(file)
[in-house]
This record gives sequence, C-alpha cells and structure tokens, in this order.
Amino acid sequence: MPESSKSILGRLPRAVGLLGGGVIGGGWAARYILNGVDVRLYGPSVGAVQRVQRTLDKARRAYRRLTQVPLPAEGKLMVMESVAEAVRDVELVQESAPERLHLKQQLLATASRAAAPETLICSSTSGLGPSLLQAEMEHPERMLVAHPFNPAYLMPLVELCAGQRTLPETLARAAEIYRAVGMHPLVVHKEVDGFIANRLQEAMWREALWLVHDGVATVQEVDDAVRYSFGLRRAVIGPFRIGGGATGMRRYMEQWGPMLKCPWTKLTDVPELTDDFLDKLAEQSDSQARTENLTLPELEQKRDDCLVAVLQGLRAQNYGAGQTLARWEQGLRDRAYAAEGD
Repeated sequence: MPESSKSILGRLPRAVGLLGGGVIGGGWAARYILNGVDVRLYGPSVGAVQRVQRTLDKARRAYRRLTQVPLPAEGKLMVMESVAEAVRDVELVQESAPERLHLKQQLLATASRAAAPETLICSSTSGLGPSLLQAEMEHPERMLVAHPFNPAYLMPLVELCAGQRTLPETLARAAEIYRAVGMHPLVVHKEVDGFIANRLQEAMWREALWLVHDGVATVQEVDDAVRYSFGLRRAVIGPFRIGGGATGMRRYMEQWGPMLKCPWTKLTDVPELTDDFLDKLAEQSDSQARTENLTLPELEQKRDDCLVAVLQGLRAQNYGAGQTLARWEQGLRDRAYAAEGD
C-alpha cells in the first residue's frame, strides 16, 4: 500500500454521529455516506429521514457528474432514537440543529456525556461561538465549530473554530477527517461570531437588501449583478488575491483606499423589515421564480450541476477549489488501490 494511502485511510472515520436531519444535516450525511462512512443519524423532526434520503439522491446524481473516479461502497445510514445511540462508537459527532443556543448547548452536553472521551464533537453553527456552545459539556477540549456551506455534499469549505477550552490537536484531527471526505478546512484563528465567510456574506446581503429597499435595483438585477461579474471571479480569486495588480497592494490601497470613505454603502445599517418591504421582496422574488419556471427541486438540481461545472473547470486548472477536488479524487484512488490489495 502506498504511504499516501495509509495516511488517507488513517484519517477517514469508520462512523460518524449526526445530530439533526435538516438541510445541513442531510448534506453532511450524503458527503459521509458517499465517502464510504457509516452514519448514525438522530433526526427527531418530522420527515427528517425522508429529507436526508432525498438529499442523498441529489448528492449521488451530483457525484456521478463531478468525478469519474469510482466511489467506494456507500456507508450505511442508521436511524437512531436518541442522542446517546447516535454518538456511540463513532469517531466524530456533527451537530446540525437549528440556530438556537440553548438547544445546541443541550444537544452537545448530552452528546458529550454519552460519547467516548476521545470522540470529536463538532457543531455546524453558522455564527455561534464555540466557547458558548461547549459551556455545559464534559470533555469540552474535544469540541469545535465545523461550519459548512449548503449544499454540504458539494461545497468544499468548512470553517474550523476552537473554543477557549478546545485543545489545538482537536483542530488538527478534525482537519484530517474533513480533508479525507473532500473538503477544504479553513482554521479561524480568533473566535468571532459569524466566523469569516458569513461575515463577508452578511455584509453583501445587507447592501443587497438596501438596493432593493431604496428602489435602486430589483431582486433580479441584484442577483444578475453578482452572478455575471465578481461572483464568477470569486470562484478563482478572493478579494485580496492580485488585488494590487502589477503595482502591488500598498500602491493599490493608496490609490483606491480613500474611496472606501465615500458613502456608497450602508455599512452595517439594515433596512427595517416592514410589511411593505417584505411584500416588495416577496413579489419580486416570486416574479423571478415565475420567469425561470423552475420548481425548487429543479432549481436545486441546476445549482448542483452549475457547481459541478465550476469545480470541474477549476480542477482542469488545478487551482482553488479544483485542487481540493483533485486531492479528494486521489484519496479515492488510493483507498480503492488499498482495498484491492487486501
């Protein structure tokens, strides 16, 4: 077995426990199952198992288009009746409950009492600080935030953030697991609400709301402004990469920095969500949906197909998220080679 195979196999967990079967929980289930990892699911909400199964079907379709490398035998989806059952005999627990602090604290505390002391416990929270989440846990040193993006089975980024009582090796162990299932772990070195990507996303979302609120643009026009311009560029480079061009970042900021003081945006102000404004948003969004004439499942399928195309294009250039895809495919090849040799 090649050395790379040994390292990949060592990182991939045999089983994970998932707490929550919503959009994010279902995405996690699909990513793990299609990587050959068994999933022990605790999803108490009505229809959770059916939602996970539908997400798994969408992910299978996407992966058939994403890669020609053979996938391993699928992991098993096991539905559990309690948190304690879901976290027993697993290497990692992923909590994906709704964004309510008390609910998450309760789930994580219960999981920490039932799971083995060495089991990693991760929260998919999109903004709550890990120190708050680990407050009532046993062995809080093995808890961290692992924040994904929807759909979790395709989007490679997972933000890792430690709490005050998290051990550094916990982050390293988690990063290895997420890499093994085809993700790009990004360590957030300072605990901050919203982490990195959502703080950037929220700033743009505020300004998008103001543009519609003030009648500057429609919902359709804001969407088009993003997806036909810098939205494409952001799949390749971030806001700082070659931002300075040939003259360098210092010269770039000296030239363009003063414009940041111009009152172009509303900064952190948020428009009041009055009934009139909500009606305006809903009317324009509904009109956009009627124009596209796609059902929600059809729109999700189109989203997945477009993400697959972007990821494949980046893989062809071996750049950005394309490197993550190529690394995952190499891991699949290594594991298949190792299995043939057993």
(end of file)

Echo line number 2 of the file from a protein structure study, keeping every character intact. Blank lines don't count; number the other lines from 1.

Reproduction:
This record gives sequence, C-alpha cells and structure tokens, in this order.